"It improves working memory - your ability to remember telephone numbers - it gives you an extra digit or two," said Trevor Robbins, an experimental psychologist at Cambridge University and an author of the Foresight report.

"It also improves your planning when you're doing complex, chess-like problems. It makes you more reflective about a problem: you take a bit longer but you get it right."

Modafinil has already been used by the US military to keep soldiers awake and alert and some scientists are considering its usefulness in helping shift workers deal with erratic working hours. It has also been tested for cocaine users. "It produces some of the subjective effects of cocaine without the chronic dependence," said Prof Robbins. Other drugs are being touted as "vaccinations" against substances such as nicotine, alcohol and cocaine. The treatment would work by causing the immune system to produce antibodies against the drug being abused - these antibodies would render the drug impotent when taken and prevent it from having any effect on the brain.

"How [the vaccinations are] used depends on clinical judgments," said Prof Robbins. "Informed consent is important."

But he cautioned against any plan to pre-vaccinate people against narcotics. "One would be very careful indeed about trying to sign one's children up for such treatment," he said. "That, to me, sounds reprehensible."

In the long term, drugs that can delete painful memories could also be used routinely. "We are now looking 20-25 years ahead," said Prof Robbins. "Very basic science is showing that it is possible to call up a memory, knock it on the head and produce selective amnesia."

That has obvious uses for people suffering from post-traumatic stress disorder, but there is also the tantalising possibility that it could be used to treat harmful addictions.

"Drug addiction can be understood very much as an aberrant learning process," said Prof Robbins.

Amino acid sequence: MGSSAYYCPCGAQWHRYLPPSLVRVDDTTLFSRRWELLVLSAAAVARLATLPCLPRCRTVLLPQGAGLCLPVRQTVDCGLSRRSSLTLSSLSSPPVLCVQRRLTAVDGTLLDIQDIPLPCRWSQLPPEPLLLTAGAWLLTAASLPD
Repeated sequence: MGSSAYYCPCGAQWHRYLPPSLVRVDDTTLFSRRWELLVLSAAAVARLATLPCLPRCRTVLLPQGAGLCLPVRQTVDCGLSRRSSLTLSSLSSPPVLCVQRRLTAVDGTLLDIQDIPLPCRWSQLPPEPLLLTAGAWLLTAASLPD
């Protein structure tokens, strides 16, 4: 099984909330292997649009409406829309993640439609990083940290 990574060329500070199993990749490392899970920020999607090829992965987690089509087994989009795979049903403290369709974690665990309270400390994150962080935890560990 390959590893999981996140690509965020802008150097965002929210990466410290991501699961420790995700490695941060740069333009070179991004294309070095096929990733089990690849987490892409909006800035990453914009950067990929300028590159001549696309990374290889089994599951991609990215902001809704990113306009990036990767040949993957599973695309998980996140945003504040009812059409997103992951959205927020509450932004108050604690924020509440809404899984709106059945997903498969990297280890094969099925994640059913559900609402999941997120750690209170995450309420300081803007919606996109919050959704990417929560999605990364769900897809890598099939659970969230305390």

"Many of these drugs hijack the learning processes of the brain and produce aberrant habits, which dominate behaviour.

"Clearly the possibility exists that you can call up a drugrelated memory and produce amnesia for it, thus removing craving for that particular drug."

As drug research improves, the harmful effects of today's recreational drugs could even be engineered out. [...]

On the menu: range of treatments

- Ritalin (methylphenidate) is used by a small number of students in an attempt to improve exam results and by business people to improve performance in the boardroom

- D-amphetamine also improves memory but only for people of a certain genetic make-up

- Rimonabant is used as an antidote to the intoxicant effects of cannabis and a treatment for heroin relapse. But it is sometimes also used to enhance the high produced by these drugs by reducing their side-effects

- Naltrexone is already used to treat chronic alcoholism and narcotic abuse. It works by blocking the pleasure receptors that are normally activated in the brain when people use the drugs

- Propranolol, a beta-blocker, is used to treat high blood pressure, angina, and abnormal heart rhythms. It is also used sometimes by snooker players to calm their nerves

- Modafinil, a stimulant developed to treat narcolepsy, has been used by soldiers to improve memory and judgment. It is also used in treatment of cocaine addiction

Comment: Yes indeedy, the pharmaceutical companies have big plans for your brain. Can't concentrate? Pop a pill! Nervous about terror attacks? Pop a pill! Experiencing PTSD from killing "terrorists" in Iraq? There's a pill for that, too!!

Eventually it will get to the point where our brains are filled with more artificial than natural chemicals. What seems to be missing in this article is a discussion of the brain's own ability to produce all the "drugs" it needs. Popping more pills to deal with our more difficult moments is a wonderful way to absolve ourselves of any responsibility for our actions - or to take the easy way out instead of allowing ourselves to suffer a bit and grow from the experience. Think about it: A pill that wipes bad memories from our minds?!